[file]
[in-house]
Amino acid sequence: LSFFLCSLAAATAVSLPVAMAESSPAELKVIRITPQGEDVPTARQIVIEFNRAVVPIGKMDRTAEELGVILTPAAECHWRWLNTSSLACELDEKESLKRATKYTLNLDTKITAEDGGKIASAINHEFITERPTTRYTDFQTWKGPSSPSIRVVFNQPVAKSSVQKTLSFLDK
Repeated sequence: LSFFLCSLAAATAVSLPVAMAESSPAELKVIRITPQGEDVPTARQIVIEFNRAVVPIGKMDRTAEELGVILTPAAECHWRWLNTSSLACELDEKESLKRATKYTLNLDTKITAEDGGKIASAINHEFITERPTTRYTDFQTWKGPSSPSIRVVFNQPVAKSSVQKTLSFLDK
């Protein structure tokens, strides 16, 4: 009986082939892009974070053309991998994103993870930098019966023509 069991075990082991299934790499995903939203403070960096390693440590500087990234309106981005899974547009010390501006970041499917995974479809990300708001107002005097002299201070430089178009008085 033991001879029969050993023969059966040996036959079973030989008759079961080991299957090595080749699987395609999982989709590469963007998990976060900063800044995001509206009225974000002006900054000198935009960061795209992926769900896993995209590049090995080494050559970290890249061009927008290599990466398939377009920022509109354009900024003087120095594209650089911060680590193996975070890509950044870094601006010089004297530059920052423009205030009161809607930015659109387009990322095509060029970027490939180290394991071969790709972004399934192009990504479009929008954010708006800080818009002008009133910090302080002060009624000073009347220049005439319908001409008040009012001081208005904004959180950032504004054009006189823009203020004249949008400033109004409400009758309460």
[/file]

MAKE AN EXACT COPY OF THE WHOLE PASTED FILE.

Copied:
[in-house]
Amino acid sequence: LSFFLCSLAAATAVSLPVAMAESSPAELKVIRITPQGEDVPTARQIVIEFNRAVVPIGKMDRTAEELGVILTPAAECHWRWLNTSSLACELDEKESLKRATKYTLNLDTKITAEDGGKIASAINHEFITERPTTRYTDFQTWKGPSSPSIRVVFNQPVAKSSVQKTLSFLDK
Repeated sequence: LSFFLCSLAAATAVSLPVAMAESSPAELKVIRITPQGEDVPTARQIVIEFNRAVVPIGKMDRTAEELGVILTPAAECHWRWLNTSSLACELDEKESLKRATKYTLNLDTKITAEDGGKIASAINHEFITERPTTRYTDFQTWKGPSSPSIRVVFNQPVAKSSVQKTLSFLDK
């Protein structure tokens, strides 16, 4: 009986082939892009974070053309991998994103993870930098019966023509 069991075990082991299934790499995903939203403070960096390693440590500087990234309106981005899974547009010390501006970041499917995974479809990300708001107002005097002299201070430089178009008085 033991001879029969050993023969059966040996036959079973030989008759079961080991299957090595080749699987395609999982989709590469963007998990976060900063800044995001509206009225974000002006900054000198935009960061795209992926769900896993995209590049090995080494050559970290890249061009927008290599990466398939377009920022509109354009900024003087120095594209650089911060680590193996975070890509950044870094601006010089004297530059920052423009205030009161809607930015659109387009990322095509060029970027490939180290394991071969790709972004399934192009990504479009929008954010708006800080818009002008009133910090302080002060009624000073009347220049005439319908001409008040009012001081208005904004959180950032504004054009006189823009203020004249949008400033109004409400009758309460």